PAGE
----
Uber’s meteoric rise was dogged by incessant lawsuits, enraged protests and staggering losses. Or, as co-founder Travis Kalanick might consider it right now, the “good old days”.
He now faces tougher challenges. This week began with Uber opening an investigation into serious, systemic sexual harassment, and ended with being dramatically sued over claims its self-driving company stole technology from Google.
Uber’s long been a company synonymous with the worst traits of Silicon Valley. Hyper-aggressive business practices and a ruthless approach to competition have seen it constantly at war with governments, as well as the industries it has disrupted so devastatingly in what feels like the blink of an eye.
The level of shock expressed last weekend, when former employee Susan Fowler detailed what she said was rampant discrimination at the firm, was perhaps matched in volume by those saying “I told you so”.
Much of the frustration directed at Uber has been because it took a barrage of negative press to kick the company into action over a culture most often described, by insiders and out, as “toxic”.
In an attempt to repair some of the damage, Mr Kalanick stood in front of his staff on Tuesday and offered – according to a person at the meeting – an emotional “we must do better”.
Later in the week, a group of around 100 female engineers had a further meeting with Mr Kalanick, audio from which was obtained by Buzzfeed. His staff told him no investigation was needed to expose problems at the company, he just had to start “listening to your own people”.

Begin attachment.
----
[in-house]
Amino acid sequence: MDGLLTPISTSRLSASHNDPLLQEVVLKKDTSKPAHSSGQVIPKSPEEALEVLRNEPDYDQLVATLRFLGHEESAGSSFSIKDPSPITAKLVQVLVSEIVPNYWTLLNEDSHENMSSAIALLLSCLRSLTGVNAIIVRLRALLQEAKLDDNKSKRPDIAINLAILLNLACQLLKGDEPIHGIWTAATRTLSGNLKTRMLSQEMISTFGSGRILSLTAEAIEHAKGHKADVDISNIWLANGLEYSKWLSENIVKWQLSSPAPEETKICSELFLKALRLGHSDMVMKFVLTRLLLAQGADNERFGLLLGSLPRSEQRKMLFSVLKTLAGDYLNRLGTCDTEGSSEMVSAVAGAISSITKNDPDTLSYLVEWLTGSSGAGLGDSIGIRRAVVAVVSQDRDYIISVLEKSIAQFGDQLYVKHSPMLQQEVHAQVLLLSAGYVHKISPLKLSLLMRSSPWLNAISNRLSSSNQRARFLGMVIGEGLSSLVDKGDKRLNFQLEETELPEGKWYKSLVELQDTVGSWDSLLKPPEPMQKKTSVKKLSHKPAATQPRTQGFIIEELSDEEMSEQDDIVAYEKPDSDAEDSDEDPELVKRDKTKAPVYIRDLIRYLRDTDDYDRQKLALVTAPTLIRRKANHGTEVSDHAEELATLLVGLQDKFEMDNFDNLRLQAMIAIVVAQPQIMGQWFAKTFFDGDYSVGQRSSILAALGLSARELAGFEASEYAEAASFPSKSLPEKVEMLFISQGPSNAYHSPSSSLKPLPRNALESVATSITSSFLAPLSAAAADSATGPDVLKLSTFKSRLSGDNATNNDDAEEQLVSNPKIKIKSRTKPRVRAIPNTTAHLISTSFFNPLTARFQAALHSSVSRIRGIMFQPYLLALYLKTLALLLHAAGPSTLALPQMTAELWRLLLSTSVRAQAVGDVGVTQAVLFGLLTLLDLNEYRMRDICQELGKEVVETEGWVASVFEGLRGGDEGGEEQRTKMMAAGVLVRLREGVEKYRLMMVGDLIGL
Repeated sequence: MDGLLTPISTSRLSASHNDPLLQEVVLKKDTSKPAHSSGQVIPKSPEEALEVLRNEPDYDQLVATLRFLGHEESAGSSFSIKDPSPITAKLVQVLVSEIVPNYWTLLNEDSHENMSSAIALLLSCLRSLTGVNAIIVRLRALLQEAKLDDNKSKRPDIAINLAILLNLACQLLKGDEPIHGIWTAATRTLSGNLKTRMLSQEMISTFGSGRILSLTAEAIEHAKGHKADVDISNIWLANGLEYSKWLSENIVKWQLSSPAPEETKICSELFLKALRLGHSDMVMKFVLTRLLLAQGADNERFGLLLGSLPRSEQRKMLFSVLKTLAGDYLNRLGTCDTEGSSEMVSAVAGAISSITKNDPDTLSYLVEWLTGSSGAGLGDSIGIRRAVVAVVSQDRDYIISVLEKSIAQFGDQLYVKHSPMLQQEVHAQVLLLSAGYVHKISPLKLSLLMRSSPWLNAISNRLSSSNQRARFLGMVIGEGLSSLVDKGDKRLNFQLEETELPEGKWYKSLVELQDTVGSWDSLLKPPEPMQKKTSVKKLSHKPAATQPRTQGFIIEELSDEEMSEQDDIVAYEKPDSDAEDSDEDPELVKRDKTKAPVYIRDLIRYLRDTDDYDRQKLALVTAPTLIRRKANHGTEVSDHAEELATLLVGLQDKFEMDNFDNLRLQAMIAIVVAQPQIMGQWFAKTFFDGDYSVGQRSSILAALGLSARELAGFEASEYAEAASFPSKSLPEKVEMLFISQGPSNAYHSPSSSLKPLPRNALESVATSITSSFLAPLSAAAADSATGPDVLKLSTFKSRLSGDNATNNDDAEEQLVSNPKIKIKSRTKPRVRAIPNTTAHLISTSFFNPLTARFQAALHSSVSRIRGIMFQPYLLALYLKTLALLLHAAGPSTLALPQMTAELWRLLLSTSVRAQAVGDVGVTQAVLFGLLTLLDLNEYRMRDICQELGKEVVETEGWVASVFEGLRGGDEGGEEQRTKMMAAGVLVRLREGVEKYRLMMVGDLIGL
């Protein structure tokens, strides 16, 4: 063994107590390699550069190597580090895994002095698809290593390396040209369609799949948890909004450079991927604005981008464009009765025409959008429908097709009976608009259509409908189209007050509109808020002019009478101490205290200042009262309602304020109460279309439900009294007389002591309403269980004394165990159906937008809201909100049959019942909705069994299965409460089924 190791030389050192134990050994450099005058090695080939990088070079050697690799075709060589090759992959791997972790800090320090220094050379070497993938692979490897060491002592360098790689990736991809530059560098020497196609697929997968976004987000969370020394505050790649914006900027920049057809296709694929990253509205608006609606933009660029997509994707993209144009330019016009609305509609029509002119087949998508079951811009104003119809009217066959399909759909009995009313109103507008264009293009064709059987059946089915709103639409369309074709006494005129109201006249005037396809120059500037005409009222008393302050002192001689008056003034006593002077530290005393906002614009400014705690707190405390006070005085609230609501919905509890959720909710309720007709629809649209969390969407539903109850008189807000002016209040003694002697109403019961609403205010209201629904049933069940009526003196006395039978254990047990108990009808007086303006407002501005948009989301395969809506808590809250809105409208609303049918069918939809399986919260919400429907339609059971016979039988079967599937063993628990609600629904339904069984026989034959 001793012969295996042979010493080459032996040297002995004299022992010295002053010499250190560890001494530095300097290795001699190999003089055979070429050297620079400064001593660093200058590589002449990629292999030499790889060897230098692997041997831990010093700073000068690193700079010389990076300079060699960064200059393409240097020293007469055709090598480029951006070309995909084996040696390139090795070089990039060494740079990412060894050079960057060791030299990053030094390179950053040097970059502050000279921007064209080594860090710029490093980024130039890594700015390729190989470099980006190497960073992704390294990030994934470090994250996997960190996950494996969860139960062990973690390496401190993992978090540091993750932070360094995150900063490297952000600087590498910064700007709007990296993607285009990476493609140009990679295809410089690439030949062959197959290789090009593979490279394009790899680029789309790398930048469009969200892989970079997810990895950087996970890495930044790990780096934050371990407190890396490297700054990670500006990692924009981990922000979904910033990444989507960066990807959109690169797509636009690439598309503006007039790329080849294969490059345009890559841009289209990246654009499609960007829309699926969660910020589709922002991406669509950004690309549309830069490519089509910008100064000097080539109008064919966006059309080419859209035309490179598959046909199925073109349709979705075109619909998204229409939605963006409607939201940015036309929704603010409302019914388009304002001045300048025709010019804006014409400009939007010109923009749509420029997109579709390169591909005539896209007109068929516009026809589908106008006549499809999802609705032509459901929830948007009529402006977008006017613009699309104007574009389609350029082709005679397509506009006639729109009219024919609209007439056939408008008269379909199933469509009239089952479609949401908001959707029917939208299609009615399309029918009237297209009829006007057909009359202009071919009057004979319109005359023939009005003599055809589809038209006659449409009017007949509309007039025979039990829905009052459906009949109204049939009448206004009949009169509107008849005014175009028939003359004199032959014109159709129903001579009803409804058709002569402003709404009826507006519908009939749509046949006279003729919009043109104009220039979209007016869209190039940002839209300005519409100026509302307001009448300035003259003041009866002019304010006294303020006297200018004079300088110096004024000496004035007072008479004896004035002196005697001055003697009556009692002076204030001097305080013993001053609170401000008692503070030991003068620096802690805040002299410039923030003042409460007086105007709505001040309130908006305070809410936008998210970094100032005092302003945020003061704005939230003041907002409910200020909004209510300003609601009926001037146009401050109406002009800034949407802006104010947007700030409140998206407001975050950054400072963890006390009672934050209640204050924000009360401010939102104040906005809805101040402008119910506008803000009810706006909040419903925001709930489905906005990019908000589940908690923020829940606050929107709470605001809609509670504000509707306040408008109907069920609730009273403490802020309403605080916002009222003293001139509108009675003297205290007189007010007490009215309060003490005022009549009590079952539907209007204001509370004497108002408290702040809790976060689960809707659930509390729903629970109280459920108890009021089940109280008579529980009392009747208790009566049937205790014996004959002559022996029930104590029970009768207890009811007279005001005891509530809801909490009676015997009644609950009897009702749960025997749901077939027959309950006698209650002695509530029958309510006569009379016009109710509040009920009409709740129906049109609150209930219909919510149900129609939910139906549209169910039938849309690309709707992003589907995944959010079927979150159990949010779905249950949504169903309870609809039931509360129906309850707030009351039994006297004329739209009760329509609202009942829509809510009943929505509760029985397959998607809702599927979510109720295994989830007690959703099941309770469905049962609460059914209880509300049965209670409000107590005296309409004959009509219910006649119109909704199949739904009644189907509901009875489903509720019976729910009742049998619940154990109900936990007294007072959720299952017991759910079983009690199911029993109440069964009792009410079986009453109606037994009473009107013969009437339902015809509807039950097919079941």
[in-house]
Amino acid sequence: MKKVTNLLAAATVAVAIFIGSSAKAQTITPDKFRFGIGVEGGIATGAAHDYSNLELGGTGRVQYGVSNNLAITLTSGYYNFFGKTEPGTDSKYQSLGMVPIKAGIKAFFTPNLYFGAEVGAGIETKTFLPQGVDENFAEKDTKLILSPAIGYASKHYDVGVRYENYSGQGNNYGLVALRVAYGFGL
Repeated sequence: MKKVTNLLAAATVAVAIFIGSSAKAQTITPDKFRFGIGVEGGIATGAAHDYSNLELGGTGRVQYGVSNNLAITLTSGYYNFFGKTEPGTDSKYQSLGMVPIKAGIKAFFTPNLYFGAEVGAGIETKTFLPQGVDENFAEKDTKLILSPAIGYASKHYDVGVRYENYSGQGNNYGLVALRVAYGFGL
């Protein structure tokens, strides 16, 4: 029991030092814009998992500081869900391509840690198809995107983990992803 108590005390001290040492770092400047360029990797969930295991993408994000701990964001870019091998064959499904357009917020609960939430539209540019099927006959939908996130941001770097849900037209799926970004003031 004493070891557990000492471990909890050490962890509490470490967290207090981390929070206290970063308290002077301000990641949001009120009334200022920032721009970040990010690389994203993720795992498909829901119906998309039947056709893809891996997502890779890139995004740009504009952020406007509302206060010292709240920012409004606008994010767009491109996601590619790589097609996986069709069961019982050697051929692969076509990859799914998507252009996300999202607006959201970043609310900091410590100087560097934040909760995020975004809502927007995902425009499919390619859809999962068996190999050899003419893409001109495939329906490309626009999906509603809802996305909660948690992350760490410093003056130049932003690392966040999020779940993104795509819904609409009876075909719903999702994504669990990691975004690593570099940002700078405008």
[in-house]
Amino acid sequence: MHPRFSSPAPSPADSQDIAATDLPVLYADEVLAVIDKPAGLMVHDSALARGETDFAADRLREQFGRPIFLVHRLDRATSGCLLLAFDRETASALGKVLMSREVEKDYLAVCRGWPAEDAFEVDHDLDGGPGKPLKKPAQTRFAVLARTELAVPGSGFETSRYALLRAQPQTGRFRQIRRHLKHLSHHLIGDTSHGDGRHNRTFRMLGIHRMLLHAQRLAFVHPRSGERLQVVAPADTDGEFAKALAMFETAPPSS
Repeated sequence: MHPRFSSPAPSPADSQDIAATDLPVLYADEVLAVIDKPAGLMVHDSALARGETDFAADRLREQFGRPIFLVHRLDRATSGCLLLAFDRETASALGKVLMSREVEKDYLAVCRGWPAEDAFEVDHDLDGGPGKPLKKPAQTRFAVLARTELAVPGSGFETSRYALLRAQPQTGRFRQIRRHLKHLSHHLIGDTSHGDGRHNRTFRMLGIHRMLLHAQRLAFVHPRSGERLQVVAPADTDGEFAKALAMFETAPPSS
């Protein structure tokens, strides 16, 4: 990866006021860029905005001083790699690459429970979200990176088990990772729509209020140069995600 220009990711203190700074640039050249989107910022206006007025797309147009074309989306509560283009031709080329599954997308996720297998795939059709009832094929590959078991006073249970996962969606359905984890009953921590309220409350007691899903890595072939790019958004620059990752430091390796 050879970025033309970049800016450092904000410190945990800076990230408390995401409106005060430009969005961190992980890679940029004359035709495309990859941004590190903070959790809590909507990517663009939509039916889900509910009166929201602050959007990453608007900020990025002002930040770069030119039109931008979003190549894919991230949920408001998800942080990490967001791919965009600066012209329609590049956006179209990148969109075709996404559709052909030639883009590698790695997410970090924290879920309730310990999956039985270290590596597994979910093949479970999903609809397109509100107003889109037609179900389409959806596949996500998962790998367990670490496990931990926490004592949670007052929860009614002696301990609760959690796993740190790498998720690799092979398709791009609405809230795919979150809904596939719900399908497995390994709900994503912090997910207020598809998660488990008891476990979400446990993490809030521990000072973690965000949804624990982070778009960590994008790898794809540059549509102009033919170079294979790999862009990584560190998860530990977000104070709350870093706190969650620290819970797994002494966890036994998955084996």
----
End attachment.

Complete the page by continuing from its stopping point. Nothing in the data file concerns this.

“Fair enough,” came the reply.
What will have become clear to Mr Kalanick at that point is that for the first time in the company’s history, “more money” is no longer his quick fix.
This story has so far been focused on San Francisco, where Uber is headquartered, and the location where Ms Fowler worked.
But shortly after the allegations came to light, several former Uber employees contacted the BBC with concerns about how the company was operating in its offices around the world. All requested to remain anonymous.
In 2014, Uber – by this point five years old – began operating in Singapore, which became its hub for operations across Asia.
“It’s definitely a much wider problem than just in the United States,” one source, a former employee at the Singapore office, told me.
He said problems began emerging as the company began to experience “completely insane growth”.
“They grew so quickly they just weren’t equipped. At the beginning there were just no formalised HR processes, nothing of the sort.”
In Ms Fowler’s blog post, she alleged her performance review scores were retrospectively lowered to make it look like she had been underperforming.
This was a tactic familiar to many at the company.
“[I] had a written performance review,” my source said.
“It had all been stellar, fantastic, and then randomly at some point, two weeks later when I get the ratings sent to me, it was just completely different.”
Another former employee spoken to by the BBC worked for Uber in a major European city – though requested we did not cite the specific country as the team was small.
She said instances of “threatening behaviour” between staff were reported, but “no action was taken”. She added that there was a “lack of support” or “any kind of empathy” for employees that felt threatened.
“I hope [the] investigation will somehow help the employees but I highly doubt it,” she said
‘Nothing was done’
That investigation, announced last Sunday, is being led by Eric Holder, who formerly served under President Obama as attorney general – the highest-ranking law enforcement position in the US.